Raw, edgy, gritty, dangerous – whatever you want to call it, we're a long way from Jerry Maguire, Rat Race and (shudder) Boat Trip. Dirty is being billed as Cuba Gooding Jr.'s return to serious acting – a bid to reclaim lost glory, if you will. Gooding stars as the thoroughly corrupt LAPD officer Salim Adel, a loud, crude and utterly reprehensible cop partnered with Officer Armando Sancho (Clifton Collins Jr.), a former Hispanic gangbanger turned law enforcer, who's recently been stricken by a crisis of conscience, following the accidental shooting of an innocent bystander.
Director Chris Fisher's Dirty follows Salim and Armando over the course of one tense, violent day, as the two cops shepherd 13 kilos of cocaine to a local dealer, Baine (musician Wyclef Jean), meet with their likewise corrupt superiors Captain Spain (Keith David) and his lieutenant (Cole Hauser) and harass unsuspecting citizens. It's unfortunate for Fisher's film, but the narrative pales in comparison to the equally nihilistic Denzel Washington vehicle Training Day – while Gooding's performance is solid and light years ahead of his more recent work, he doesn't quite possess the grim charisma with which Washington infused his Oscar winning turn.
As Dirty progresses, the narrative escalates yet, paradoxically, you keep waiting for something to happen as Armando slides ever deeper into his moral crisis – coupling a needlessly protracted finale with a somewhat overblown ending, Fisher and co-screenwriters Gil Reavill and Eric Saks fashion a pretty accomplished indie flick but can't shake the shadow of Training Day or the rather indifferent feeling that's left at the conclusion of Dirty. Trolling the seamier side of Los Angeles, Cuba Gooding Jr. crackles with an energy he hasn't really displayed since Boyz N The Hood and takes his first steps on the comeback trail, although Clifton Collins Jr.'s performance certainly isn't disposable either. Dirty doesn't break any new ground, but rather travels some well-plowed earth, arriving at an entirely unsurprising destination.
Dirty is presented with a 1.85:1 anamorphic widescreen transfer that is sharp, yet suffuse with high contrast and quite a lot of grain – Eliot Rockett's jittery, evocative cinematography is inherently grimy, so it's to Sony's credit that the DVD only boasts some faint edge enhancement and no other noticeable defects. A pretty solid image.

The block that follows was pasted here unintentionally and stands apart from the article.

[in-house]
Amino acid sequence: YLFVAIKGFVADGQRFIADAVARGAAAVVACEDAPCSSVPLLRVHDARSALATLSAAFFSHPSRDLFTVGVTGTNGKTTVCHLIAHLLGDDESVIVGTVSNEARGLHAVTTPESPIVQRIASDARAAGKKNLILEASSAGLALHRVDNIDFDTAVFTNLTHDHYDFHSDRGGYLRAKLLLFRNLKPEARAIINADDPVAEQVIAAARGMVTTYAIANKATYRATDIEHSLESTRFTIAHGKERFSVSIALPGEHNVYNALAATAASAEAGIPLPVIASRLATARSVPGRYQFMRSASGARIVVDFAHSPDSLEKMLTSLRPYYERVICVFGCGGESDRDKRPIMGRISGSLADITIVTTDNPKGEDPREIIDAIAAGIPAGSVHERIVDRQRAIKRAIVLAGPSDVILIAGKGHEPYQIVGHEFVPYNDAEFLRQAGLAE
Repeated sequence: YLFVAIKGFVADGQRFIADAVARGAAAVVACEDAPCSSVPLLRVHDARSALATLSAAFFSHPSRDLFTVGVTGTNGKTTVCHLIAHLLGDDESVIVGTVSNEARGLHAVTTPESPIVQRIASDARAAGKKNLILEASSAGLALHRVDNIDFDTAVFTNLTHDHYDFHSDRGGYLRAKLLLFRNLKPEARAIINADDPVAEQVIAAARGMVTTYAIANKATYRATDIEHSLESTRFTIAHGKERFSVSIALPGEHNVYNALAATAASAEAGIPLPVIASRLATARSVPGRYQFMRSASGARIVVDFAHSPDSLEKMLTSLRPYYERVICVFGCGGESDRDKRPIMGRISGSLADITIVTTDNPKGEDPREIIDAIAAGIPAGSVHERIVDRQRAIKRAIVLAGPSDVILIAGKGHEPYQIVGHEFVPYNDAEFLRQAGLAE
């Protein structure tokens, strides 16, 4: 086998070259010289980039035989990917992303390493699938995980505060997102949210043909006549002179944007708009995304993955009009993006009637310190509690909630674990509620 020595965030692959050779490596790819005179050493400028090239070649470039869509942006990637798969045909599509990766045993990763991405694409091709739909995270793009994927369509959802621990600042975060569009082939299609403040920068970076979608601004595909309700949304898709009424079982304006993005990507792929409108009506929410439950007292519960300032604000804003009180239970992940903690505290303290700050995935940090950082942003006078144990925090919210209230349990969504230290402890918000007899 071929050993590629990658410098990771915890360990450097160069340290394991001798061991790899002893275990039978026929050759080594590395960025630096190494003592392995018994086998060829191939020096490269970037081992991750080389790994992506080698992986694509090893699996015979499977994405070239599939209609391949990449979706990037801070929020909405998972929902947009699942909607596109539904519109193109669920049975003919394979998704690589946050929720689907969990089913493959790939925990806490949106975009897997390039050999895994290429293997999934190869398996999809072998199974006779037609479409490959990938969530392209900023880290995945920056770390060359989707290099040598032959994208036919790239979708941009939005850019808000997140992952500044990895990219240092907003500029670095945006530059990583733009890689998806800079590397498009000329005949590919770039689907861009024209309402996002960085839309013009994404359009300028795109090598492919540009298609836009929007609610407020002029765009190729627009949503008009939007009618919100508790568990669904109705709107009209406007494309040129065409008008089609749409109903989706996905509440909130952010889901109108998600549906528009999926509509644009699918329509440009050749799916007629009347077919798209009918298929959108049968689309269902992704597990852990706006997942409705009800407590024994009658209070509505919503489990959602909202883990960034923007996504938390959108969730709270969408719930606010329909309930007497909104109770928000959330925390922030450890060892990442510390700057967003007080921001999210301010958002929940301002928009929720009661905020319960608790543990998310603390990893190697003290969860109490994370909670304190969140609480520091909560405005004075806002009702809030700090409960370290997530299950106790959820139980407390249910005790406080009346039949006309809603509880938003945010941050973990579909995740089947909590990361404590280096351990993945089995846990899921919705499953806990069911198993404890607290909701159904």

From the opening scenes of Dirty, I thought the room was going to fly apart, thanks to the thunderous Dolby Digital 5.1 track – all rumbling bass and immersive surround activity, this is one dynamic mix that leans heavily on a rap-centric soundtrack and startling gunfire. A Thai Dolby Digital 5.1 track is included, as is a French Dolby 2.0 stereo track. English, French, Chinese, Korean, Portguese, Spanish and Thai subtitles are also included.
Fisher and Rockett sit for a low-key but informative commentary track, with seven deleted scenes, playable separately in time-coded, non-anamorphic widescreen also on board; the nine minute, 47 second, fullscreen "Gettin' Dirty" featurette details the film's premiere; a four minute, two second skateboarding/breakdancing featurette is presented in non-anamorphic widescreen; the "Chump" music video by Oh No is offered up in non-anamorphic widescreen with trailers for Hostel, End Game, The Net 2.0, The Hunt For Eagle One, Chasing Ghosts, The Confessor, The Russian Specialist, The Detonator, Second In Command, The Memory of a Killer and The Cutter completing the disc.
Cuba Gooding Jr. unearths his dark side with a venomous turn as an utterly corrupt cop in Chris Fisher's police thriller Dirty; paling in comparison to the likewise grim Training Day, this handsomely mounted indie is fitfully entertaining but worth only a cursory spin. Rent it.